1. Thanks for such a balanced review! I've been kind of avoiding this book because of all the hype and Gone Girl comparisons (comparisons to such huge blockbuster books just rarely seem to be accurate), but now I'm kind of interested in reading it once the hype dies down.

    1. This is a rare case where I think the comparisons are warranted. I've read a LOT of books that attempt to make the Gone Girl connection, and this is the first one where I felt like there was a true similarity in tone and subject.

  2. I was reading about this in EW and it sounds so good! Definitely going to pick it up....

    Kate @ Ex Libris

  3. Yeah, I'm probably going to read this one because this sounds exactly like the sort of thriller I dig and also Gillian Flynn-ish catches my attention... but WHOA my library's hold queue is insane. I put myself on the list, we'll see if I can avoid spoilers for another 3 or 4 months!

    1. Yes, all the hold queues have exploded! Here's hoping all your fellow patrons read fast!

  4. The hype is intense on this one. I feel like i need to read it RIGHT NOW before it gets so overly hyped that I'll inevitably be disappointed.

    1. I can't wait to hear what you think. You have picked it up since I wrote this post, yes?

  5. Okay, I had no idea what this book was about or that it was being compared to Gone Girl because I live under a rock and saw the title so often that I kind of started to ignore it, but now I’m a little curious.

    1. So happy I got your attention! :) It's worth the time for sure.

  6. Just that comparison to Gone Girl has sold me on this book. I have to read this one now.

    1. Exactly how I felt! So glad I gave into the hype this time.

  7. I read this, too. I think Riverhead, the publisher, is doing a great marketing job for this book, right down to its very clever cover. But, after all this hype, THE GIRL ON THE TRAIN disappointed me. While it kept my attention, it wasn't as unputdownable as claimed until the last couple of chapters. It wasn't for me.

    Rachel is just a raging alcoholic who has opinions about people that are often based on nothing and are always wrong. The entire book is about her alcoholic blackouts and figuring out what really happened.

    Some things about this book are aggravating. For instance, during tense moments, characters, especially Rachel, bite their lips, often so hard they draw blood. I could just imagine all the people walking around with bloody mouths they had chewed.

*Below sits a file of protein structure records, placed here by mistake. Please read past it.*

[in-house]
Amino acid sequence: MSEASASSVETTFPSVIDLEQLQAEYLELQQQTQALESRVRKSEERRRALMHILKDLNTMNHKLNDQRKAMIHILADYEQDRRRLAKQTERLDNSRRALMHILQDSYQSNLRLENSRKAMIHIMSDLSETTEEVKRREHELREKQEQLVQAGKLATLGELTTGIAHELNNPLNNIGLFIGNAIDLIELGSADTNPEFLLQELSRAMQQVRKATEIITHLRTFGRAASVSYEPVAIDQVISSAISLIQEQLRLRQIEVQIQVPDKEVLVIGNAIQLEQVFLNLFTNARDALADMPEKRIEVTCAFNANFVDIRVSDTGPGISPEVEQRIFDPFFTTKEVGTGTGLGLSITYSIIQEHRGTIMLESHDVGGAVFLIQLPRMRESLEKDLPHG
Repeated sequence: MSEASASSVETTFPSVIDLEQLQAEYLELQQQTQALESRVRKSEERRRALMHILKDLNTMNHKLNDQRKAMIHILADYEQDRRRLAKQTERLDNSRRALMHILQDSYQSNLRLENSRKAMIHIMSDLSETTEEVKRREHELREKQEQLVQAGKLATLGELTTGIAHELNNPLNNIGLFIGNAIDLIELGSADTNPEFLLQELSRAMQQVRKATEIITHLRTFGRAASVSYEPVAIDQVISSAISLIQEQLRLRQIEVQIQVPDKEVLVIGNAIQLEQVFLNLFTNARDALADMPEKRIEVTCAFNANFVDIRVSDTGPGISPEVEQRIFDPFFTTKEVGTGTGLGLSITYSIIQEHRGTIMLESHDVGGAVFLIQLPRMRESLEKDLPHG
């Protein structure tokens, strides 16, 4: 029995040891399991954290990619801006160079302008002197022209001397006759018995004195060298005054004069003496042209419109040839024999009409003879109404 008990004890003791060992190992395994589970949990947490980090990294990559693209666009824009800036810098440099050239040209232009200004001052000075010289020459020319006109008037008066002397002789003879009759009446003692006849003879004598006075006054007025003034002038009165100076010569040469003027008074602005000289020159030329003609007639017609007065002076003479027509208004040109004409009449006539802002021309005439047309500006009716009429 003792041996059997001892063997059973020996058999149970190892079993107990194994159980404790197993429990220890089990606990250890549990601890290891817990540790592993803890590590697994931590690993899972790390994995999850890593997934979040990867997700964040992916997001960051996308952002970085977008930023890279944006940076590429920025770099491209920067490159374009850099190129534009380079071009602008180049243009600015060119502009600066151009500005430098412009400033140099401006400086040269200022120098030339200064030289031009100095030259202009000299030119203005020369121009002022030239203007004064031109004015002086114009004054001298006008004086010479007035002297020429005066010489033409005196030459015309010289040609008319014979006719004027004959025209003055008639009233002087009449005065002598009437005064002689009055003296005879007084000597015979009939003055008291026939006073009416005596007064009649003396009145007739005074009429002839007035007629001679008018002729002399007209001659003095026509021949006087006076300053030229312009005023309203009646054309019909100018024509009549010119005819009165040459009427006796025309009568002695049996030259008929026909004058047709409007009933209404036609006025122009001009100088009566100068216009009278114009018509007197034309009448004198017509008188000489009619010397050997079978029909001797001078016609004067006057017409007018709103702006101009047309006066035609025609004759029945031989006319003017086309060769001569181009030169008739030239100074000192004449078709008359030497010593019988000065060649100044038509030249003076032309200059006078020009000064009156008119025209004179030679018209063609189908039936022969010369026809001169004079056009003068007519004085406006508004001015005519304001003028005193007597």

The biggest aggravation is difficult to describe without saying too much and spoiling the story. It has to do with how everything is explained in the end. That kind of ending is too easy.

    Yet, even considering these and other faults, the book did keep my attention more than a lot of books.

    1. Ah, well I'm glad it kept your attention, even if it wasn't for you in the end. Interesting because I felt like the first 90% of the book was "unputdownable" for me, but the last 10% less so--mostly because it was somewhat predictable, as I mentioned in my review. A bit opposite of your feelings on the plot movement!

      I didn't dislike Rachel, but I do agree that her blackouts were a little odd at times. They often seemed conveniently placed. I suppose I didn't question it too much when I was steeped in the story, because I was so wrapped up in trying to figure everything out myself.

  8. I haven't read this yet, but I'd like to! I actually haven't read Gone Girl yet either, so I'm not sure if I'll enjoy having an unreliable narrator, although the idea fascinates me. Like Leah said, getting a balanced review of this one is nice, so thanks!

    1. I feel like the unreliable narrator thing is becoming more common these days. I like it because it keeps me guessing more than your average thriller. Mind of Winter was another one I remember reading recently that used this device well.

  9. I found this a really compelling read and while not as good as Gone Girl, I found I was on completely the wrong track until almost the end of the book. So, I was pretty happy with the suspense overall, and I overlooked any minor issues just because of the sense of tension and suspense.

    1. Completely agree! I had little things in the book that I didn't enjoy, but the overall suspense made the entire reading experience worth it.